LOS ANGELES—With spider plant, croton, pothos, dracaena and the various ficus, variegated foliage seems to be very popular among house plants. Remember the wildly colorful variegations of coleus when it was a popular houseplant in the 1970's? Variegation is most commonly white or some sort of yellow; yet can be just about any color.
Holly olive looks sharp like English holly, but has the advantage of slightly blunted foliar spines.
In the landscape, variegated shade tolerant plants brighten shady spots even without bloom. Variegated acanthus, Japanese aralia, andromeda, hydrangea, aucuba and angels' trumpet show up nicely, especially when they can contrast with the darker green of other plants; although andromeda and hydrangea do not bloom as well in darker shade. Variegated periwinkle and English ivy are nice ground covers, (but potentially invasive).
Variegated trees, like tulip tree and certain maples, stay smaller than their unvariegated relatives, so can be proportionate to large atriums that could use their brighter foliage. Some of the variegated pittosporums likewise function like the unvariegated forms used for informal hedges, but work better in tighter spots.
Even if there is no need to brighten areas that are already sunny, variegated holly, lily-of-the-Nile, bougainvillea, pampas grass and silverberry add nice contrast where there is an abundance of rich green foliage. (However, some people who grow variegated pampas grass are not too impressed by it.) New Zealand flax presently happens to be one of the most popular variegated perennials, with many different personalities of color to choose from. Variegated varieties of several specie of agave and yucca are striking big perennials for the sunniest and even inhospitably hot spots, as long as they are kept at a safe distance. (Many have dangerous spines and teeth!)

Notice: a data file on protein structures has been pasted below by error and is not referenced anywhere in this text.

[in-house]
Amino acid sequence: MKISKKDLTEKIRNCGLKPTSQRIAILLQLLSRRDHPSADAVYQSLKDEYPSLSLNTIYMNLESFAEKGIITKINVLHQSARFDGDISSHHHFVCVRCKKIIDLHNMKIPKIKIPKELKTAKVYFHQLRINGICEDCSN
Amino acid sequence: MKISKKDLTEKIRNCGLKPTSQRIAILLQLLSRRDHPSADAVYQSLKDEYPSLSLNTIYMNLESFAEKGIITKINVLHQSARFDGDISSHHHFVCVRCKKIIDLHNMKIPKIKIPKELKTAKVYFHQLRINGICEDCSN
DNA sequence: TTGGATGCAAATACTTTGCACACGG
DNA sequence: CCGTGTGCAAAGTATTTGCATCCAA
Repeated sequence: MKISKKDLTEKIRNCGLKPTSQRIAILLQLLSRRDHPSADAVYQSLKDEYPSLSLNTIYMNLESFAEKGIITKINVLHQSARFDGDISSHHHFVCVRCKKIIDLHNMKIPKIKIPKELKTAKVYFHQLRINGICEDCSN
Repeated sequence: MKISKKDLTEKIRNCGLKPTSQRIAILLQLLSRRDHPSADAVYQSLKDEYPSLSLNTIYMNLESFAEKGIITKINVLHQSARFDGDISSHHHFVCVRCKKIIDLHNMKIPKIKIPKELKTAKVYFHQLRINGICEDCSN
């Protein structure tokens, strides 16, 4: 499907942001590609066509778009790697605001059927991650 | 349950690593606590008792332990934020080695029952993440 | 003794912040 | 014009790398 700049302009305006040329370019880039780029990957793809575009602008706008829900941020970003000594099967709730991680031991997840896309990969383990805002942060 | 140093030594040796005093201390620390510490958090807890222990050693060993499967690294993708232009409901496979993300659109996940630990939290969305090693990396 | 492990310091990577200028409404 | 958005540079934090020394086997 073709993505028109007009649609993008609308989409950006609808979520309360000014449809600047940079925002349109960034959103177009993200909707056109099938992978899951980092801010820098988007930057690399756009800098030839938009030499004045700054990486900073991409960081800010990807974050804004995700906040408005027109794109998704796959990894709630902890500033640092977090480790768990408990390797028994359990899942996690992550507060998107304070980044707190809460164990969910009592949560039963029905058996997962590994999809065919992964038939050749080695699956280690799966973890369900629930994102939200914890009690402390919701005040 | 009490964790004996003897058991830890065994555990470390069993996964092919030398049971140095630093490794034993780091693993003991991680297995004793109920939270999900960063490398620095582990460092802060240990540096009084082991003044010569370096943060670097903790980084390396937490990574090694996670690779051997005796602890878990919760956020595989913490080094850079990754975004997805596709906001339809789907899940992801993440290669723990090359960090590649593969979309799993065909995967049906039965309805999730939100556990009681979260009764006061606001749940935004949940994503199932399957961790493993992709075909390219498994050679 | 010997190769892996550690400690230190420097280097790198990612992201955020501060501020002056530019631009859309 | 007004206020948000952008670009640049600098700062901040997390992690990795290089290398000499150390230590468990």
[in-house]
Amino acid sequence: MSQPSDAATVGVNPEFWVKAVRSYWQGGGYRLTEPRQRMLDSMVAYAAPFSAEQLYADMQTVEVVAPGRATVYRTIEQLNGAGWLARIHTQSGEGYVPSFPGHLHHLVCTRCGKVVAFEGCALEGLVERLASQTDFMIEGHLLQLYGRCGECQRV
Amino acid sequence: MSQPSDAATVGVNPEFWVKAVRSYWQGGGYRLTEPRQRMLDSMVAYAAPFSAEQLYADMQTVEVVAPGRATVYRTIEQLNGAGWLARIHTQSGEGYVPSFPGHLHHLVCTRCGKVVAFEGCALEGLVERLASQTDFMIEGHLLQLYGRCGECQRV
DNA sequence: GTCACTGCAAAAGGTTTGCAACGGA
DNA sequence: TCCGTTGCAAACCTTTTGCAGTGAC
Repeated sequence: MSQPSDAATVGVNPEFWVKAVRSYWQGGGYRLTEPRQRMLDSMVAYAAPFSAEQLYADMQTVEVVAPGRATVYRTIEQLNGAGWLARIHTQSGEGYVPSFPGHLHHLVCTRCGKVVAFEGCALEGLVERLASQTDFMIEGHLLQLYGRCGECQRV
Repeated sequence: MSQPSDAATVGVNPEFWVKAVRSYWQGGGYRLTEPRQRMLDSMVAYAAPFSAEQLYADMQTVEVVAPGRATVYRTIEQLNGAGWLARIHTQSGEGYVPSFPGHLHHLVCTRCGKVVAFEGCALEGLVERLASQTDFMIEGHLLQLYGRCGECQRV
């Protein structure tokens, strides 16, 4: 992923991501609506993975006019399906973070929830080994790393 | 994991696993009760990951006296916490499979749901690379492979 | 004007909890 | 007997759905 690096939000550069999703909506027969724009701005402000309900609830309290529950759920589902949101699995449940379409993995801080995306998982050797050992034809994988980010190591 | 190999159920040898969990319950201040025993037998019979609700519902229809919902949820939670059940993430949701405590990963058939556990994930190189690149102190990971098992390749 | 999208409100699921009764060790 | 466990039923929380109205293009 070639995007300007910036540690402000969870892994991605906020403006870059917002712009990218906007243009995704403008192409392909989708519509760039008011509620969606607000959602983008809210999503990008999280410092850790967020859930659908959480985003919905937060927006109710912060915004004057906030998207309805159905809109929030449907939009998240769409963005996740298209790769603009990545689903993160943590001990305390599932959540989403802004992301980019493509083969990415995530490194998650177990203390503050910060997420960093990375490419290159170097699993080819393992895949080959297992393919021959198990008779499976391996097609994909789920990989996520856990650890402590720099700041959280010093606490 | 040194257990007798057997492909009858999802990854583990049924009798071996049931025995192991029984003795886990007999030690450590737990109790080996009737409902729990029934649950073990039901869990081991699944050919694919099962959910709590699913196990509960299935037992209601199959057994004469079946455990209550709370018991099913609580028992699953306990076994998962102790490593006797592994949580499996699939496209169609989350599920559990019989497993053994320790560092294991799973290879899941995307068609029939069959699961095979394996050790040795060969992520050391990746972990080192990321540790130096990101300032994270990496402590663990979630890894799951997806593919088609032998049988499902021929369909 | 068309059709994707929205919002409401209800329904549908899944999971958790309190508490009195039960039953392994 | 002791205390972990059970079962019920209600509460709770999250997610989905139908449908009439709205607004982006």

Some variegated plants, particularly New Zealand flax, andromeda, Pittosporum tobira and the various maples, try to produce unvariegated mutant growth that grows faster and bigger, and overwhelms the desirable variegated parts. It is therefore important to watch for and prune out unvariegated growth as it appears. For New Zealand flax, this involves diligent digging and splitting to removed unvariegated shoots from the variegated parent plants.
foliage of the week: holly olive
If the foliar spines (teeth on the margins of the leaves) of English holly are too nasty, holly olive, Osmanthus heterophyllus, might be a more docile option. It lacks the occasional bright red berries and the very glossy finish on the leaves, but is much easier to handle than real holly is, since the spines are not nearly as sharp. If you look closely, you can see that the one to two and a half inch long leaves have opposite arrangement (are in opposing pairs along the stems) instead of alternate arrangement (are single along the stems) like those of holly.
The more popular varieties of holly olive have some sort of variegation of white or gold. Variegation can be spots, blotches or more refined margins. Most of the modern variegated varieties prefer to stay less than six feet tall. The old fashioned unvariegated holly olive can get more than twenty feet tall when very old, but the upper foliage lacks the distinctive foliar spines of lower foliage. The tiny and mostly unnoticed flowers are pleasantly fragrant.